“To have the Howard Street Tunnel double-stacked will be transformative for this port, and really for the country,” he said. “When you think about the number of bridges that we’re going to be able to build… this is about building a new, brighter America, a new, brighter Baltimore, but building it for everyone. The jobs that are going to be created for our residents will be transformative.”
Biden arrived in Baltimore the same day the US Bureau of Labor Statistics published its report showing that the October 2021 consumer price index had soared by 6.2 percent, a 31-year high. The president perhaps wanted originally to tout his most significant achievement yet, the infrastructure package, but had to reassure his audience that his administration is on top of inflation, too. Biden argued that high demand versus low supply, compounded by supply chain problems, is driving prices up. And one antidote is a massive $17 billion investment in US ports, as was included in the infrastructure bill.
It should be noted, however, that some economists warn that more spending will just add fuel to the inflation bonfire. The fact that the administration is yet to introduce a plan to address inflation could also explain the fact that Biden’s approval rating hasn’t seen any bump following the passage of the infrastructure bill. And furthermore, if infrastructure is the problem behind inflation — well, it’s going to take years for all of these projects to start improving the supply chain. But the president’s supporters were enthusiastic nevertheless.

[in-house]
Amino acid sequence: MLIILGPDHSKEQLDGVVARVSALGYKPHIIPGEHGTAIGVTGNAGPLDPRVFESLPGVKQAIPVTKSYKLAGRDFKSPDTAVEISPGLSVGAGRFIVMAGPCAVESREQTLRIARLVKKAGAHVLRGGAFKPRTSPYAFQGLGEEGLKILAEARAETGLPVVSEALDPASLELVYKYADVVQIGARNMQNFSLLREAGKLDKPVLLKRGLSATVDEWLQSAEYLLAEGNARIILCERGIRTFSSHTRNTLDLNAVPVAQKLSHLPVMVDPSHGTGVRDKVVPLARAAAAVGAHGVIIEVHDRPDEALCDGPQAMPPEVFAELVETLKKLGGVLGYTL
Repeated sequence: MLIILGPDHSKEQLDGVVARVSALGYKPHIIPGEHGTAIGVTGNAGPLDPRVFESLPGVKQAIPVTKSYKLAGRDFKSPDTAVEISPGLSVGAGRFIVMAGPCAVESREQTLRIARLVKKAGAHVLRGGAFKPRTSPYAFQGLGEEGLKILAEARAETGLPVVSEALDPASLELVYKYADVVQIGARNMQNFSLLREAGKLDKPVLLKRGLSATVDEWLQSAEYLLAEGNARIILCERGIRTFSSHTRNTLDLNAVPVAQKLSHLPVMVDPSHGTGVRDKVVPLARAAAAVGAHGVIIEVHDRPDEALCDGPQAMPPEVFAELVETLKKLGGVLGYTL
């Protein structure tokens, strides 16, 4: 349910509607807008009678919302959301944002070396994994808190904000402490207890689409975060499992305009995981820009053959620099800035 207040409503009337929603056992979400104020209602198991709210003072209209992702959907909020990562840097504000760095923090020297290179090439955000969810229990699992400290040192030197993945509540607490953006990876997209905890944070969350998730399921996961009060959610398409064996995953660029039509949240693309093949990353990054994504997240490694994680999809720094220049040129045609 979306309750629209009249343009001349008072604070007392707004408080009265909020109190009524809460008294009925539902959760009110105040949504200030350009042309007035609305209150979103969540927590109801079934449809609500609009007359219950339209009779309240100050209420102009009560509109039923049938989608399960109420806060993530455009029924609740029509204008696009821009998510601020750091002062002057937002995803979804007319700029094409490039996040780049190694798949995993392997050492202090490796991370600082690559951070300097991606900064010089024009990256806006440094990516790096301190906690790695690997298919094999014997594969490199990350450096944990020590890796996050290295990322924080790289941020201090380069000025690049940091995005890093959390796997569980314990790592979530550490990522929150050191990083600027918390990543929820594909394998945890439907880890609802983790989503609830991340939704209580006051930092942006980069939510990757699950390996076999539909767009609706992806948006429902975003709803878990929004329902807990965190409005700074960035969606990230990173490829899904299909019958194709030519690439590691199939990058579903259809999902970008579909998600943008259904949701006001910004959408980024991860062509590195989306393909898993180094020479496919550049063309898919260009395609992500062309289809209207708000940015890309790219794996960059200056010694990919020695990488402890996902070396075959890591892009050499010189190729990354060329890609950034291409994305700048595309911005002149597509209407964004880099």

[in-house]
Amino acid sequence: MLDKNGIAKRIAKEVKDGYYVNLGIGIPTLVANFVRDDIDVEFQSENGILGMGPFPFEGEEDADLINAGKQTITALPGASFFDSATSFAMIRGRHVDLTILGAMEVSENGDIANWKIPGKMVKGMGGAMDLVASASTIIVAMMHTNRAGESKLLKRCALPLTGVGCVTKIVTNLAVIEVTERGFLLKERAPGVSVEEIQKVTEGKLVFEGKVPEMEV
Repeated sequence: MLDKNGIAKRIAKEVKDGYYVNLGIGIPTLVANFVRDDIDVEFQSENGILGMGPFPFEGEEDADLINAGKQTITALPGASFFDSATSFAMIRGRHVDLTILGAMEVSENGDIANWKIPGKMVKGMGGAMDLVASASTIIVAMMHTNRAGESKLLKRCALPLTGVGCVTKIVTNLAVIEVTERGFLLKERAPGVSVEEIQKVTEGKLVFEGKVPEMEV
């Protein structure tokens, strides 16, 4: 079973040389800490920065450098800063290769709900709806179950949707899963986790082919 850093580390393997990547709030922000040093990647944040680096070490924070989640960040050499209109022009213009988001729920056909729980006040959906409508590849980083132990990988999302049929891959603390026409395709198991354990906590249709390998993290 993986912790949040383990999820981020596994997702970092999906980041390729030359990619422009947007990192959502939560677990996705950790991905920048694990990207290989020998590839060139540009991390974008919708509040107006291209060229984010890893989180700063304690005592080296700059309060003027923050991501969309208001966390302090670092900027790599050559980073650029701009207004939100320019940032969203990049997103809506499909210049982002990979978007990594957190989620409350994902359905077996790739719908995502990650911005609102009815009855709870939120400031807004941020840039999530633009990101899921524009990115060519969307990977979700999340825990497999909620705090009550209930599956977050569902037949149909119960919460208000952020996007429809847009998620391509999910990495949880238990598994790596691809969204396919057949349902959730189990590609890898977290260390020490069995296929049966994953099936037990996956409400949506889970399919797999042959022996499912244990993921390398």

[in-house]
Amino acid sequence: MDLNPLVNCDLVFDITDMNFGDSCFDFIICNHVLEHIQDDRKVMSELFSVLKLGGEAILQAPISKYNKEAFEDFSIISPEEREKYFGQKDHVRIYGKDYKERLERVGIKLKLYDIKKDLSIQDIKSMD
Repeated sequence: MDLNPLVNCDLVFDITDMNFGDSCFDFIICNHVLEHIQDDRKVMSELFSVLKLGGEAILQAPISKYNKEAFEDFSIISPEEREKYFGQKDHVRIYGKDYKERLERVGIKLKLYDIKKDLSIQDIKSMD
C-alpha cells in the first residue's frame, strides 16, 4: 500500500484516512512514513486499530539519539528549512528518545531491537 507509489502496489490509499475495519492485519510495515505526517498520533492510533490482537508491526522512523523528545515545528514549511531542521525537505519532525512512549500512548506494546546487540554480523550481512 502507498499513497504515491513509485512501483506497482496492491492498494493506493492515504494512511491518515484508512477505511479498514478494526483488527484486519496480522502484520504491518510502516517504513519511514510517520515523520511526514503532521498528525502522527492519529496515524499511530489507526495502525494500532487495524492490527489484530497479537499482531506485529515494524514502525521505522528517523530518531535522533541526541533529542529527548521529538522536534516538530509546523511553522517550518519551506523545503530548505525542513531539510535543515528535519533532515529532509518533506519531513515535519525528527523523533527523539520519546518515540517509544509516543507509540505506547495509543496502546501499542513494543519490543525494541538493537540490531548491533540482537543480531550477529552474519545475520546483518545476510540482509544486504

“This is going to be a big boost to people who live in the Baltimore area, in several ways,” Senator Chris Van Hollen (D-MD) told me. “It’s going to put a lot of people to work in good-paying jobs, improving our roadways, our tunnels, expand our transit systems, work on bridges. It will also help people get to and from work together and be able to connect people with friends and families in other parts of the state. So, it’s a real win all around.”
Tony Revels, a port foreman and union worker, was chosen to introduce the president. “This is large because the future of our port and the highways, the railways, the tunnels, the bridges, it’s all in need of repair, and this will be helpful for everybody,” he told me.
Revels told me his crew is on the front line of the supply chain crisis.
“We’re the first to see cargo when it’s coming in on one of the vessels, and we’re the first to feel it when it’s not coming in on the vessels,” he said.
He attributed the crisis to the pandemic. “I think Covid had a lot to do with it. The fact that a lot of people were unemployed and scared. Nothing can happen if you don’t have employees to move commodities and people don’t come to work. It takes bodies.”